“How we handle our fears will determine where we go with the rest of our lives; to experience adventure or to be limited by the fear of it.” – Judy Blume
Since my post last week I’ve had some interesting conversations with people about fear. I’ve been aware for a while of how much fear has impacted my own life in subtle and complicated ways but it wasn’t until I started talking to other people about it, that I realized I am definitely not alone; fear has become quite an epidemic! This is especially true when it comes to money focussed fears, which is not good news for our plans to retire happy, and so I thought I’d explore those fears a little more in this week’s post.
Fear of Exposure
In the good old days when saving was valued, using credit was considered a bad thing and it was next to impossible to spend more than you had, it was pretty obvious who had money and who did not. Today, in our materialistic, credit hungry society it’s possible to live like a rock star without actually having a rock star’s bank balance. For many of us, “keeping up with the Jones” means living beyond (or at the absolute limit of) our means in order to keep up with our social circle and impress our families and co-workers. We buy more house than we need, furnish it with great “stuff” and park expensive cars in the driveway. We take fancy vacations because our friends do or because we ‘deserve’ to and we ignore all the warning signs that suggest we’re relying just a little too much on money we don’t have. We’re afraid to look too closely at our finances in case we see something we don’t like and so we continue living life with our fingers crossed, hoping that everything will continue to be ok.
The reality is that 55% of Canadians are living paycheque to paycheque and a further 15% are in serious financial trouble. That means that for every 10 people you know, only 3 of them are actually in good financial shape (ie: debt free or on track to being debt free); the other 7 just look like they are. If you’re one of the 70% you are definitely not alone. Facing your fear of knowing the reality of your financial situation could be just the trigger you need to propel you away from financial challenges and into the arena of financial security and chances are, rather than judging you for living within your means, your friends will thank you for motivating them to do the same!
Fear of Success
I had a great conversation this week with a sales professional who consistently makes well over $100,000 a year but has very little to show for it. She’s in a 100% commission role and she finds that when she applies herself she can make great money but then she gets intimidated by her success and produces very little for a few months until her bank account runs low and the cycle starts all over again. Somewhere inside her subconscious, her view of herself doesn’t mesh with her view of what a successful person looks like and so every time she achieves significant success her brain reminds her that she’s stepping outside of the zone she belongs in and pulls her right back into the underachiever box. All of us carry beliefs attached to money and success that either push us to achieve or hold us back from reaching our true potential. Figuring out where these beliefs are rooted and then making a conscious effort to prove them wrong and replace them with beliefs that actually serve us can have a huge impact on both our personal, professional and financial success.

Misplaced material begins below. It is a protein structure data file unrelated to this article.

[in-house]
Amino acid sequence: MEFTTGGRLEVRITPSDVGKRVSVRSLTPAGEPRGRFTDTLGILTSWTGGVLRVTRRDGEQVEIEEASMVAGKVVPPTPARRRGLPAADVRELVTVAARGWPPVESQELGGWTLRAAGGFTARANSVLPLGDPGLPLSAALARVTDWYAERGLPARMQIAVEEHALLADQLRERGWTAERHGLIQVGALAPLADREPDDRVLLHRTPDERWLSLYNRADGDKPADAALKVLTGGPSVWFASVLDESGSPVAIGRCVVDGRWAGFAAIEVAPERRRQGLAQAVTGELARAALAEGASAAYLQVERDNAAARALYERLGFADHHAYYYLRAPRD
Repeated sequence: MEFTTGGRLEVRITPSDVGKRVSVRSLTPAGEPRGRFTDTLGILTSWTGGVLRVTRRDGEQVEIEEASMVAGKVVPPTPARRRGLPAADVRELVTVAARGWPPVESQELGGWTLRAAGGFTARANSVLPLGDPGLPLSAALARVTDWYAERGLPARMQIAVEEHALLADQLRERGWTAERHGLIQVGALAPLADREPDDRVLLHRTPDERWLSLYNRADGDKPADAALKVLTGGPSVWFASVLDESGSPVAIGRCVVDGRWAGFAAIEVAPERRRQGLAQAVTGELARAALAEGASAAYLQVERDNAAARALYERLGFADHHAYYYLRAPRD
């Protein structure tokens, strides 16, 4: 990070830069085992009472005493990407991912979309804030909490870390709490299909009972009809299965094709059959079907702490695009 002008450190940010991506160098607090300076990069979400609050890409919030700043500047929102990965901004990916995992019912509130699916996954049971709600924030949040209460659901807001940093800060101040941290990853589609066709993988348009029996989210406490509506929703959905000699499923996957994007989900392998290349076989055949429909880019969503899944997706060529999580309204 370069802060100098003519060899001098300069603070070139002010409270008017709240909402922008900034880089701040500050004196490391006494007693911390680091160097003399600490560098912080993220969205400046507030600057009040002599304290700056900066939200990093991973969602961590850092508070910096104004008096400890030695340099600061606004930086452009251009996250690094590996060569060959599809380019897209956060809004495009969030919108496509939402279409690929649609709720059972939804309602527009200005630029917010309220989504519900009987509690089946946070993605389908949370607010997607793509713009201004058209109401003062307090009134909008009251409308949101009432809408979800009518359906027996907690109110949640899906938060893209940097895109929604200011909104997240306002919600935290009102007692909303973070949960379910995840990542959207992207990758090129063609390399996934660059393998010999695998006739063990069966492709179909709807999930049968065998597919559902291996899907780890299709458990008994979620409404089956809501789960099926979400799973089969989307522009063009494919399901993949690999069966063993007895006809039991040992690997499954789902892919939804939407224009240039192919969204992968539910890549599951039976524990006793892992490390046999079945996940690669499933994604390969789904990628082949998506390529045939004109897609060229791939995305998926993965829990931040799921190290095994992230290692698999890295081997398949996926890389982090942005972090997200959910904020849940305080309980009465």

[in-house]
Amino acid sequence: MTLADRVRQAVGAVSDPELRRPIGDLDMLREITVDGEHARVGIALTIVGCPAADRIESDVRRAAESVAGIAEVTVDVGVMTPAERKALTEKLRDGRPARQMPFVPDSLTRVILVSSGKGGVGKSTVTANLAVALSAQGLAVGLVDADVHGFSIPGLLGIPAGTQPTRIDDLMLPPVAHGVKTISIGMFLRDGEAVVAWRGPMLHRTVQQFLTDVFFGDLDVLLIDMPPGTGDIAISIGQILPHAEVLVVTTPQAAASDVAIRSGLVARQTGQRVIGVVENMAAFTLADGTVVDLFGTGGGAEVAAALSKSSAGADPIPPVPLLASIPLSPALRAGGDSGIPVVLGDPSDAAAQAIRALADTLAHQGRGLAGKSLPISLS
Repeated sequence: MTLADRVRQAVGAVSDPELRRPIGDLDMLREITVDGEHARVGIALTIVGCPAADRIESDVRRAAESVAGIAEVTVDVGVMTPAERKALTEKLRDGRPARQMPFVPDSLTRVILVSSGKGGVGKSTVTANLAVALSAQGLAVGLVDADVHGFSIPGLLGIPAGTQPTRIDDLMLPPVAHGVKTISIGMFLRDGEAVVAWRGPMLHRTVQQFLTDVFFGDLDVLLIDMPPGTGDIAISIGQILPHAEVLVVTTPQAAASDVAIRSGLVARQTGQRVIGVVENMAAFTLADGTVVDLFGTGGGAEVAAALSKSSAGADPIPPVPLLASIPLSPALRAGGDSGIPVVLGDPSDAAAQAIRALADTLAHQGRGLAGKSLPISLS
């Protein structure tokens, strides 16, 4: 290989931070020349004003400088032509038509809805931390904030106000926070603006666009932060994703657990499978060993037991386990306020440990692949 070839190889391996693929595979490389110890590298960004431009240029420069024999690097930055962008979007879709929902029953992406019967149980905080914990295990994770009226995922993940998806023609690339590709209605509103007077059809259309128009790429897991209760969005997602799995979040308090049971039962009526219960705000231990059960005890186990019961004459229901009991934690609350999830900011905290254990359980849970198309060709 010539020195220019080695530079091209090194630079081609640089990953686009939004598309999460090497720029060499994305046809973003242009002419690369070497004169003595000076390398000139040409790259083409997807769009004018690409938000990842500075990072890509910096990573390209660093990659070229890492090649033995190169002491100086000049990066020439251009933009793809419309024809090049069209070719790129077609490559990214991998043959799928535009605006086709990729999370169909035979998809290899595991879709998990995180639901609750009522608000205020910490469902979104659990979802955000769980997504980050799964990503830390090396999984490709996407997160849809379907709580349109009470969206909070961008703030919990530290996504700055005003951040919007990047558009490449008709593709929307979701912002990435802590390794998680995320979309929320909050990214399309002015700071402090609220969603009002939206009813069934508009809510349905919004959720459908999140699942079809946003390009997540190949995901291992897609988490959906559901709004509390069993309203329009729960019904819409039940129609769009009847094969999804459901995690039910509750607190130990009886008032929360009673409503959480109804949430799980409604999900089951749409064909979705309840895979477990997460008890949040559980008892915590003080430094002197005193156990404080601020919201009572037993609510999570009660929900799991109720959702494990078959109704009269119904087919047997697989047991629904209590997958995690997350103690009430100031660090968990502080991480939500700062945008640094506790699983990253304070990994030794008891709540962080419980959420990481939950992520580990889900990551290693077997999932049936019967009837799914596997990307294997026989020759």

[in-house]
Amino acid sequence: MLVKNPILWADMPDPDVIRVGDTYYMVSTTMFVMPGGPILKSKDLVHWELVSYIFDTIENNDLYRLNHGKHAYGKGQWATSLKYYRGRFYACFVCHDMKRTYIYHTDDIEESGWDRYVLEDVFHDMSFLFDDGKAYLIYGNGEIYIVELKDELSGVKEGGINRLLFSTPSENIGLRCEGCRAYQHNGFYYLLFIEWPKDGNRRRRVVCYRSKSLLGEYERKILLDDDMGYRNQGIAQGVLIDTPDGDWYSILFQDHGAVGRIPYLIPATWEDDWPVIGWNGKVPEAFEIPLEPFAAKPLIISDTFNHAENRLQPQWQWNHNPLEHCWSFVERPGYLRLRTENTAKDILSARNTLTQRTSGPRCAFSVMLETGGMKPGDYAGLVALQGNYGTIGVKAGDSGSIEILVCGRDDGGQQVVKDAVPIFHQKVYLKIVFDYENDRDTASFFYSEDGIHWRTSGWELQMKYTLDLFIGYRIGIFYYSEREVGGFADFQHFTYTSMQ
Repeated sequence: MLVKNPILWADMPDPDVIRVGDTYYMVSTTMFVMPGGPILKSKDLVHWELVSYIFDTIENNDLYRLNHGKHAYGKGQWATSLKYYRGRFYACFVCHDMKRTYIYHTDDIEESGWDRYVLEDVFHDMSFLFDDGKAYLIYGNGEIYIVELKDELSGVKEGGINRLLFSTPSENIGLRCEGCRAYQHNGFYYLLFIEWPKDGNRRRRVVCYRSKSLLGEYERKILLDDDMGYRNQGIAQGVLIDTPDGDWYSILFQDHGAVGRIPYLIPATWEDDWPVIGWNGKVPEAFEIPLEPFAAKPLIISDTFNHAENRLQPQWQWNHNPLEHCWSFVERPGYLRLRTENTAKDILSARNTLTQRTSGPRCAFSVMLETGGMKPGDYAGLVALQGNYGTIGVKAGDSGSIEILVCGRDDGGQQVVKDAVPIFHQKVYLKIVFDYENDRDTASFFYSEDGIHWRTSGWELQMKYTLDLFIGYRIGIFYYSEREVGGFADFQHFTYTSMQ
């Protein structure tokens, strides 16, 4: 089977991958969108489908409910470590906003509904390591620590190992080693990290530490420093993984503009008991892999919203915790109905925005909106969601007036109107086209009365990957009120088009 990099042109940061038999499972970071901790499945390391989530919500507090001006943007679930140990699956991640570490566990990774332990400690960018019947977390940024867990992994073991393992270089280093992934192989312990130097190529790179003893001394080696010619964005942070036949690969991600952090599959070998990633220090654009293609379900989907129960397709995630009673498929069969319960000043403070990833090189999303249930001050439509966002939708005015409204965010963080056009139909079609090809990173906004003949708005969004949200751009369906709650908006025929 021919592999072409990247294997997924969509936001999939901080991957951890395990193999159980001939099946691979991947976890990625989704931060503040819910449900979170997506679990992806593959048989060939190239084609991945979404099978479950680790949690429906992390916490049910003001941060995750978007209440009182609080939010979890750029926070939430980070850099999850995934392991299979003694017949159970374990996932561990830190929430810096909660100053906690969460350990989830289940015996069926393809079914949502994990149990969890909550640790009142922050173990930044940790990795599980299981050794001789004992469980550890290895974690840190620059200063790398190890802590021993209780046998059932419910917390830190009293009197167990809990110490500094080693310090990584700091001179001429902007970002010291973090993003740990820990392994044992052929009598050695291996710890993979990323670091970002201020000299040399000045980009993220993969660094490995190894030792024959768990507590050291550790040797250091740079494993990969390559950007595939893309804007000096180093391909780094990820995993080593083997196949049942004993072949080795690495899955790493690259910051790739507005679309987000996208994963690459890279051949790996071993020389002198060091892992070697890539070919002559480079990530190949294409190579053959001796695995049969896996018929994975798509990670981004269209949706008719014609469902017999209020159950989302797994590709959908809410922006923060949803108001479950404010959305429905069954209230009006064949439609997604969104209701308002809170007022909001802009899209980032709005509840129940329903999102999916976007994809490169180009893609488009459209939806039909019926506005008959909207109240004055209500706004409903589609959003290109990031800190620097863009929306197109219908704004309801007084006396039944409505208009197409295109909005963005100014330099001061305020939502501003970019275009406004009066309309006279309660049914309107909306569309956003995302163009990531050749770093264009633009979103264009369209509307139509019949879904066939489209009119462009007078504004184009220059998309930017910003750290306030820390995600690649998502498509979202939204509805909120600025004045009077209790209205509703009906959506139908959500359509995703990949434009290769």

Fear of Change
There is great comfort in the familiar. Familiar people, places and routines create an illusion of safety that our brain really appreciates and which it would prefer we maintain at all costs. The challenge with sticking to the same routine is that, just because something worked for us at one point in time doesn’t mean that it will work for us at every point in time. Life throws curves: situations change, people change and holding on to something just because it worked once may be the one thing that is holding us back from discovering something even better. In the same way that people loved silent movies, until they discovered movies with sound and radio dramas until they discovered television shows so stretching our comfort zone a little to discover new ways of managing our finances, new comfort zones with wealth, new friendship groups and mentors who challenge us to do more and be more can open up a whole world of opportunity that we’re currently unaware of. In the words of Mark Twain, “Why not go out on a limb? That’s where the fruit is.”